It was little things like that, Jaywalker knew, that could affect the outcome of a close case. What worried him right now, however, were those last three words: a close case. Because as prepared as his witnesses were, not one of them was going to be able to tell the jury much of anything about the fatal shot. Carmen and Frankie because they hadn’t been there, and Jeremy because even though he had been and didn’t dispute the fact that he’d fired it, it seemed he had no real recollection of doing so.

Carmen Estrada didn’t so much walk to the witness stand as waddle. She promised to tell the truth, the whole truth, and nothing but the truth in a voice so low and gravelly that Jaywalker abandoned the lectern in favor of standing back by the wooden rail that separated the front of the courtroom from the spectator section. Years of experience had taught him that the farther he stood from the witness, the more that witness would be forced to raise his or her voice. If that didn’t work, he’d try cupping a hand behind one ear, in an exaggerated parody of deafness. And if all else failed, he’d badger and bully his witness into speaking more loudly. That last technique usually did the trick and often created an extra measure of sympathy for the poor witness.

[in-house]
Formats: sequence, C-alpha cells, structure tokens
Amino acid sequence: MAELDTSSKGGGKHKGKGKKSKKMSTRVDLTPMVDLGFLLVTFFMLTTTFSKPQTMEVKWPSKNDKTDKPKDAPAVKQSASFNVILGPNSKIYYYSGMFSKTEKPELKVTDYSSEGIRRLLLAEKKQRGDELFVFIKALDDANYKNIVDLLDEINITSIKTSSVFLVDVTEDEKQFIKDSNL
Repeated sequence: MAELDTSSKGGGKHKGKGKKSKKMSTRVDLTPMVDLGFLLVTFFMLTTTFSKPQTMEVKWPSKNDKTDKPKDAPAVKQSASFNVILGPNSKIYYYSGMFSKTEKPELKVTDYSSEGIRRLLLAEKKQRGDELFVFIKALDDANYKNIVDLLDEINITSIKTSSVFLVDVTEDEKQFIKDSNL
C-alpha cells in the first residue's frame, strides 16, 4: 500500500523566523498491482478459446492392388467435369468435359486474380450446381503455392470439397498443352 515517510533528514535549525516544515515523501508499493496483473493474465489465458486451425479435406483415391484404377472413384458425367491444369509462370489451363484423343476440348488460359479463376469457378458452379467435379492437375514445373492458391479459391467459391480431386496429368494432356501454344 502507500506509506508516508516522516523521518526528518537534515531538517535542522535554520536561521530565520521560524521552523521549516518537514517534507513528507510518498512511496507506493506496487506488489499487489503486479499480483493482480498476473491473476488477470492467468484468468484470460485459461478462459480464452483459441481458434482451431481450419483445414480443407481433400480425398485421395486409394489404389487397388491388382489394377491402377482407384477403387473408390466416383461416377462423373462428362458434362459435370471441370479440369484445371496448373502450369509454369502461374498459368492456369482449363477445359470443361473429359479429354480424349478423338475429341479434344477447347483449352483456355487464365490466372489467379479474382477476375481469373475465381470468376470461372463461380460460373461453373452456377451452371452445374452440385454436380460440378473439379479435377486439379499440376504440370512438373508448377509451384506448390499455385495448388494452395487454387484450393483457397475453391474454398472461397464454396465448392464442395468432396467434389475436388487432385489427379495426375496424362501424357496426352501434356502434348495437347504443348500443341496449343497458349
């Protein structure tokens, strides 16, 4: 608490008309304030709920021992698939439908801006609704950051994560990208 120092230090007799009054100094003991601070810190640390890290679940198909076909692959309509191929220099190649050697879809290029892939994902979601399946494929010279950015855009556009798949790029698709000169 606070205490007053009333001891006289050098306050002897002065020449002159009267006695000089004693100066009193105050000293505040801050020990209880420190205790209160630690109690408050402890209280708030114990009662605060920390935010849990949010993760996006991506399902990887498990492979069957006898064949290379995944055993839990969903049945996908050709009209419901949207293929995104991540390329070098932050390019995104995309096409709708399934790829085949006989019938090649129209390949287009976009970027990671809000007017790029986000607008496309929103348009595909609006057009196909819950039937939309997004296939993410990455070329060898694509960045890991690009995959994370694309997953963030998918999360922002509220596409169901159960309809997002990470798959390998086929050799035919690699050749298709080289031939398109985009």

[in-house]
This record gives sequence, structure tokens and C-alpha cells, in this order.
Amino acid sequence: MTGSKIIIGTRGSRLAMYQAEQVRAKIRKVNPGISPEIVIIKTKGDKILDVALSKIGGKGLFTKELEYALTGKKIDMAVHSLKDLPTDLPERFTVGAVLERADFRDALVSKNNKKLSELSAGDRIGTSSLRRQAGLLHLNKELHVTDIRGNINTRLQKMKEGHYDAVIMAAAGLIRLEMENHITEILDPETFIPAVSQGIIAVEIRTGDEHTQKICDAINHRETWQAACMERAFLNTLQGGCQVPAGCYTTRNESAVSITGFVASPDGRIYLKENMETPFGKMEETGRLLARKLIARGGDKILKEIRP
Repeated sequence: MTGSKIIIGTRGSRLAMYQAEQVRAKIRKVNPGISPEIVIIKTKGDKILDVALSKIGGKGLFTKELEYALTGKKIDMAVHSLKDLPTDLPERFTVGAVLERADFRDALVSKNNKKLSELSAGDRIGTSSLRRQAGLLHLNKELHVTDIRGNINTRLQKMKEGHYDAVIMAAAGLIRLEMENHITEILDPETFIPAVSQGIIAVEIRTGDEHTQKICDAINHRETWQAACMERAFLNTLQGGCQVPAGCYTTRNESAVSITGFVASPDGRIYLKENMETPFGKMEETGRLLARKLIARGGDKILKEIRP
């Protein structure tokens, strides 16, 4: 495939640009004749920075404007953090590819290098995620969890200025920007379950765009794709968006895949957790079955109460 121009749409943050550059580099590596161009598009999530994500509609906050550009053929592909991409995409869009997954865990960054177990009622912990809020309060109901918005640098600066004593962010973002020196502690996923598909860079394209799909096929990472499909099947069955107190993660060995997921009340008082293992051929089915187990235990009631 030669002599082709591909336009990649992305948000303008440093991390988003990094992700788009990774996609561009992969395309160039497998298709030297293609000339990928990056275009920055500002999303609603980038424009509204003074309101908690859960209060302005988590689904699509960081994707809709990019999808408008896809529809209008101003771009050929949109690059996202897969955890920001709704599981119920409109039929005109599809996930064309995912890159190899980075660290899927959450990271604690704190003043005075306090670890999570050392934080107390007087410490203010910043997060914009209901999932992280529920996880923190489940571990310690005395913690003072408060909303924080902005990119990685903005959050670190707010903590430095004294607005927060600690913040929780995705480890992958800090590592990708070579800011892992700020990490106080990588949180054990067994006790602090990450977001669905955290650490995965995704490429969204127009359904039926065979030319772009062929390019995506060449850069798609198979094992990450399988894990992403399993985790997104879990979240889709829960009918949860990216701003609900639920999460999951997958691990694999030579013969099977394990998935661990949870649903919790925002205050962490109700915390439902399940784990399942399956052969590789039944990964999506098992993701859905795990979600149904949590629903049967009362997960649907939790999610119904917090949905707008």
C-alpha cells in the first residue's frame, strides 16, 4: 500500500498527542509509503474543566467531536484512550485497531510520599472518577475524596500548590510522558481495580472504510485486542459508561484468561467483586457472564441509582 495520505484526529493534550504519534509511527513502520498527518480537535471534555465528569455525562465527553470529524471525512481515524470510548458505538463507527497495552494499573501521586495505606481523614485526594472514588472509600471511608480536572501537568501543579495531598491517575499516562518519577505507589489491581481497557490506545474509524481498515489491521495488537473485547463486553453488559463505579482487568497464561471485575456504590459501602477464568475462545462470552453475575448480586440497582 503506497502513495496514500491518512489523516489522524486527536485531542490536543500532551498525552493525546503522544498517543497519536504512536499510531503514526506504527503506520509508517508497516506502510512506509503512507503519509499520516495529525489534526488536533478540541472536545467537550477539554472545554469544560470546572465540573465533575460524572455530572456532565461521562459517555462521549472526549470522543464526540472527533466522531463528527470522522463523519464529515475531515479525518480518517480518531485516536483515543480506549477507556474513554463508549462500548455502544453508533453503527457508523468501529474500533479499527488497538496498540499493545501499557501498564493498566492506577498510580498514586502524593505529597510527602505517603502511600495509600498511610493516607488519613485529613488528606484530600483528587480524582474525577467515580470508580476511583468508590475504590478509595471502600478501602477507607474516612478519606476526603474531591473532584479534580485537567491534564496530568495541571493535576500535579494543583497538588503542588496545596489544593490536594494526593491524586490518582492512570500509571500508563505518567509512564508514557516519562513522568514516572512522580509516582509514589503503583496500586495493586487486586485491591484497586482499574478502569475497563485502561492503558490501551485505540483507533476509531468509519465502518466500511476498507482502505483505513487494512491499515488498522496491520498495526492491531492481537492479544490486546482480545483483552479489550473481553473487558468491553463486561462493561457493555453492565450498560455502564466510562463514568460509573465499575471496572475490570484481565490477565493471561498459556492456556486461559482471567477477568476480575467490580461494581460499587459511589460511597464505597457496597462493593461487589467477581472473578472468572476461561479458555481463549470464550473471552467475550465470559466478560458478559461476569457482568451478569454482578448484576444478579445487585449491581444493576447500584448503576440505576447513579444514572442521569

Little things.

JAYWALKER: Do you know the defendant, Jeremy Estrada?

CARMEN: Sure, I know him. He’s my son.

Jaywalker took her back two years. She’d been living on the Upper East Side with Jeremy and his twin sister, Julie, their father having left some ten years earlier. That May, Jeremy had been seventeen. He’d been attending Catholic school at All Hallows High. But Carmen had reached a point where she could no longer afford the tuition, so Jeremy had transferred to public school and was by that time attending Park East, on 105th Street between Second and Third Avenues.

JAYWALKER: In addition to going to school, was Jeremy doing anything else?

CARMEN: Yes, sure. After school and on weekends he was working.

JAYWALKER: Where was he working?

CARMEN: At a bodega, and a dry-cleaning store, and later a hardware store. Lots of places.

JAYWALKER: Did something happen, some change with respect to Jeremy, that May or June, that you became aware of?


JAYWALKER: Tell us about it, please.

CARMEN: Well, before he was normal, regular. You know, like any other seventeen-year-old boy.

JAYWALKER: And then?

CARMEN: After a while he became very nervous-like. I see him walking back and forth in the house, looking out the window through the venetian blinds. He stop eating, stop talking. I ask him what happen to him. He say, “Nothing.” He don’t want to tell me.

JAYWALKER: Anything else you remember?

CARMEN: Sometime he be shaking or crying in the nighttime, while he’s sleeping. I try to wake him up. I say, “What happen, what’s the matter?” And he say, “Nothing, nothing.” Finally, one day in June, a letter had arrived from school.